It may be possible that changes in the configurations to other than those shown could be used but that which is shown is preferred and typical. It is to be especially noted that the invention is illustrated for the left hand. A right hand is assembled in the reverse order. Moreover it is to be understood that the anatomy to be replaced varies widely according to the deformation and injury sustained and that the invention may be modified to accommodate those portions of the anatomy that have been lost.
Without departing from the spirit of this invention, various means of fastening the material together may be used. It is therefore understood that although the present invention has been specifically disclosed with the preferred embodiment and examples, modifications to the design concerning design and shape may be apparent to those skilled in the art, and such modifications and variations are considered to be within the scope of the invention and the appended claims.
|Cited Patent||Filing date||Publication date||Applicant||Title|
|US999484 *||Aug 1, 1910||Aug 1, 1911||Carnes Artificial Limb Company||Artificial arm and hand.|
|US1042413 *||Feb 17, 1912||Oct 29, 1912||David W Dorrance||Artificial hand.|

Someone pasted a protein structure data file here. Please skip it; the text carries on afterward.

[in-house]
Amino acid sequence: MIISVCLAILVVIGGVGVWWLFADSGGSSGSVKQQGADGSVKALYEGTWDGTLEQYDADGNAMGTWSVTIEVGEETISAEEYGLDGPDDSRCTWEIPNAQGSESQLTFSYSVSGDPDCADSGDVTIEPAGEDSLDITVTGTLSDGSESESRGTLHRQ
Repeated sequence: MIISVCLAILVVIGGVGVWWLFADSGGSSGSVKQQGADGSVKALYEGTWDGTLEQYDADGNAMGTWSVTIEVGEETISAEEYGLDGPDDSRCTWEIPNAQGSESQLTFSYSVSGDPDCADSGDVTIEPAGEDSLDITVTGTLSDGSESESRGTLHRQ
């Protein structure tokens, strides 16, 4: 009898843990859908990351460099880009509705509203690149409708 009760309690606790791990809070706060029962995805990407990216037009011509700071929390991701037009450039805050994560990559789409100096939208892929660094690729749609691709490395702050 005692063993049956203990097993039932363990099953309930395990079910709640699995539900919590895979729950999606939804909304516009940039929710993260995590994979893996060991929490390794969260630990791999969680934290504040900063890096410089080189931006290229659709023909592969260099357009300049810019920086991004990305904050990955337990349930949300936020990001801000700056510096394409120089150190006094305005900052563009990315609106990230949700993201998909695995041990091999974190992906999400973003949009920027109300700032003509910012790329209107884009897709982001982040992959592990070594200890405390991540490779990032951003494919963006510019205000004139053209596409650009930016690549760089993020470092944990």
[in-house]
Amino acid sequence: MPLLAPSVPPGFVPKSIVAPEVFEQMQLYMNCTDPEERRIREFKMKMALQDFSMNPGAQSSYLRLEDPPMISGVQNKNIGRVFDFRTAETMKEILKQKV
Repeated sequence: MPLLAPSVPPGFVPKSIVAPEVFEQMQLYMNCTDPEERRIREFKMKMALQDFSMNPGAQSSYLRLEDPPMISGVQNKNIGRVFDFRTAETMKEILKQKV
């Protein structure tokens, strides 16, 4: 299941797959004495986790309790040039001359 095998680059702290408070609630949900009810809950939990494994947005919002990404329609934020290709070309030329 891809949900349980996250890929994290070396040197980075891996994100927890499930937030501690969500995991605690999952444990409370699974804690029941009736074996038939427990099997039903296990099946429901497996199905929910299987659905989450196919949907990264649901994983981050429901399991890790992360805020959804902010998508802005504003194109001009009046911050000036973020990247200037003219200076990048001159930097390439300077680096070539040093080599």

|US1819317 *||Mar 22, 1929||Aug 18, 1931||Wilhelm Baehr Justus||Artificial hand|
|US2701370 *||Dec 7, 1953||Feb 8, 1955||Alderson Samuel W||Prosthetic device|
|US3173151 *||Jul 6, 1962||Mar 16, 1965||Otto Bock Orthopadische Ind K||Positive grip prosthetic hand having automatic locking means|
|US4159545 *||Sep 26, 1977||Jul 3, 1979||M-W Handicapped Enterprises, Inc.||Working artificial hand combination|
|DE309797C *||Title not available|
|DE315024C *||Title not available|
|GB101864A *||Title not available|
|GB113923A *||Title not available|
|Citing Patent||Filing date||Publication date||Applicant||Title|
|US5800571 *||Feb 24, 1997||Sep 1, 1998||University Technology Corporation||Locking mechanism for voluntary closing prosthetic prehensor|
|US5800572 *||May 24, 1996||Sep 1, 1998||Loveall; William H.||Arm socket and attached hand prosthesis|
|US6177034||Apr 3, 1998||Jan 23, 2001||A-Pear Biometric Replications Inc.||Methods for making prosthetic surfaces|
|US7087092||Jan 21, 2005||Aug 8, 2006||Samuel L Landsberger||Artificial hand for grasping an object|